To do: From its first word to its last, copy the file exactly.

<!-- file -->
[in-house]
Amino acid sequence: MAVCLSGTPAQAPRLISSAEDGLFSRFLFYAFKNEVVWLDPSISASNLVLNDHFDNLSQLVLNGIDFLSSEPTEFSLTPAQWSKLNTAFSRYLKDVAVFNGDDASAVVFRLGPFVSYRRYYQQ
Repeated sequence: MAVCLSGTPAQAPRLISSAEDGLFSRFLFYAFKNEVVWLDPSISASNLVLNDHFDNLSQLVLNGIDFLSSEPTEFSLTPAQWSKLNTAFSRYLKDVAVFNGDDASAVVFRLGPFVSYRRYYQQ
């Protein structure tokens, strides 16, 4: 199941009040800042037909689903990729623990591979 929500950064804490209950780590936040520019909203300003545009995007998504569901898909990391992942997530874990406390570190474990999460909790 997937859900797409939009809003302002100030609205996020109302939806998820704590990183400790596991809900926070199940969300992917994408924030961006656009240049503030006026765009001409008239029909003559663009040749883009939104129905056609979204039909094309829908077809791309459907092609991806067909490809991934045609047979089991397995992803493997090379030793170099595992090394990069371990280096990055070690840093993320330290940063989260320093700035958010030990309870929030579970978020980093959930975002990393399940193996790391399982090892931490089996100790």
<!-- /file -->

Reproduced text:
[in-house]
Amino acid sequence: MAVCLSGTPAQAPRLISSAEDGLFSRFLFYAFKNEVVWLDPSISASNLVLNDHFDNLSQLVLNGIDFLSSEPTEFSLTPAQWSKLNTAFSRYLKDVAVFNGDDASAVVFRLGPFVSYRRYYQQ
Repeated sequence: MAVCLSGTPAQAPRLISSAEDGLFSRFLFYAFKNEVVWLDPSISASNLVLNDHFDNLSQLVLNGIDFLSSEPTEFSLTPAQWSKLNTAFSRYLKDVAVFNGDDASAVVFRLGPFVSYRRYYQQ
């Protein structure tokens, strides 16, 4: 199941009040800042037909689903990729623990591979 929500950064804490209950780590936040520019909203300003545009995007998504569901898909990391992942997530874990406390570190474990999460909790 997937859900797409939009809003302002100030609205996020109302939806998820704590990183400790596991809900926070199940969300992917994408924030961006656009240049503030006026765009001409008239029909003559663009040749883009939104129905056609979204039909094309829908077809791309459907092609991806067909490809991934045609047979089991397995992803493997090379030793170099595992090394990069371990280096990055070690840093993320330290940063989260320093700035958010030990309870929030579970978020980093959930975002990393399940193996790391399982090892931490089996100790």